A key move is the removal of the hard plaster and cornicing throughout the interior which acts to de-colonise the interior spaces creating a distinct juxtaposition with the heritage building as if stepping into a new world. The coloured framed windows internally also frame views back to High St and its colourful life and projects the community into the interior spaces, creating an endless dialogue with the boarder community. The project itself will not solve discrimination or racism but what it does do is provide the community with a safe space for fearless conversations to occur allowing them to become connected with one another, which is ultimately a step in the right direction.

Design Impact

This project showcases both ancient and contemporary design in Victoria. Until recently, the rich cultural heritage of the Gunditjmara and the ingenuity of their ancient engineering was not widely recognised. Coupled with UNESCO recognition, the development of the Budj Bim Cultural Landscape as a tourism destination raises the profile of Victoria’s First Nations heritage, through designs that provide a sophisticated visitor experience fitting for these World Heritage sites.

The project sets a positive precedent for First Nations communities in reclaiming their role as custodians of Country. The entire project was initiated by the Traditional Owners. Having fought a long battle for Native Title rights, the Gunditjmara engaged CSA, drove the brief for the project, provided input into the designs, were involved throughout construction and now manage and operate the facilities.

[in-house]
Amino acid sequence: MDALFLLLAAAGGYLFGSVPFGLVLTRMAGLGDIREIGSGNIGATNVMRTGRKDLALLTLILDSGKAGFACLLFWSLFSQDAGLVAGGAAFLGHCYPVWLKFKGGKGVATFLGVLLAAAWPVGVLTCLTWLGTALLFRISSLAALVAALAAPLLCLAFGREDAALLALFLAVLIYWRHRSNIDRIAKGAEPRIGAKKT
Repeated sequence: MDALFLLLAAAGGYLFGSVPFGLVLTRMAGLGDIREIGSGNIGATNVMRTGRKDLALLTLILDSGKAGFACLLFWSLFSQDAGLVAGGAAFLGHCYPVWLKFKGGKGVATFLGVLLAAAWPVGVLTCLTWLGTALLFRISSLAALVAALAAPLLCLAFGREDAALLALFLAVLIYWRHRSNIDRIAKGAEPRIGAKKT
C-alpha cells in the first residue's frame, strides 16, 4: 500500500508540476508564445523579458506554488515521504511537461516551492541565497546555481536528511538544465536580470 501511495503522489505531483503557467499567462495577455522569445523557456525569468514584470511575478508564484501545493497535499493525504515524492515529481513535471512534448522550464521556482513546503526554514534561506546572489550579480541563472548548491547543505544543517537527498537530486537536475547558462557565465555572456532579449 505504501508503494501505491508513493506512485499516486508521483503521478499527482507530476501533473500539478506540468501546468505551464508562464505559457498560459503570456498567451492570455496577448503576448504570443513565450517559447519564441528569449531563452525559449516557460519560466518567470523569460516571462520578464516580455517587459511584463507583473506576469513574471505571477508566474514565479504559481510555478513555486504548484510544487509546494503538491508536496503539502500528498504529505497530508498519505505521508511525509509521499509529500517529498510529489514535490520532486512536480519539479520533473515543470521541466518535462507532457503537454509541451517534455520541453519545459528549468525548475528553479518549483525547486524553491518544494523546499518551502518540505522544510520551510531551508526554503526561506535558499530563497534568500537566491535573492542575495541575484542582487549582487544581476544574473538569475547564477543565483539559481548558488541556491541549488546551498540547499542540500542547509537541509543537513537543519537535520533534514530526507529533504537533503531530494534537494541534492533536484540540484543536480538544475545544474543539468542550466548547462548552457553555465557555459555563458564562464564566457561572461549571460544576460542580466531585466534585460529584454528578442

The development provides a wide range of meaningful employment opportunities for Gunditjmara on Country, ranging from café staff to tour guides, cultural heritage officers, administration and an extensive ranger program to manage almost 10,000Ha of land. By creating a successful tourism venture, the Gunditjmara can support a wide range of initiatives to restore and regenerate their lands including reflooding wetlands, removing weeds, revegetation, bushfire management and controlling pests.

The designs are intended to be highly durable with materials chosen for their long lifespan as well as to minimise environmental impact of development on the sites. Locally supplied materials such as bluestone were specified. At Budj Bim National Park, the former Parks office was repurposed as a Visitor Centre, using the existing structure rather than building new.

The project contributes significantly to the local economy of southwest Victoria by attracting local, interstate and international visitors to the region. The designs have a positive social impact by enabling visitors to learn about the Gunditjmara community's ancient and continuing connection to Country.

Circular Design and Sustainability Features

The adaptive reuse of existing spaces is a sustainable aspect of the centre's design. Rather than demolishing the existing building, the project repurposed the space, reducing waste and minimizing the carbon footprint associated with new construction. This also preserves the history and character of the building, promoting a sense of place and community identity. Finally, the recycling of building materials is another way in which the Darebin Intercultural Centre promotes sustainability. During the construction process, the project recycled building materials, reducing waste and minimizing the environmental impact of the project.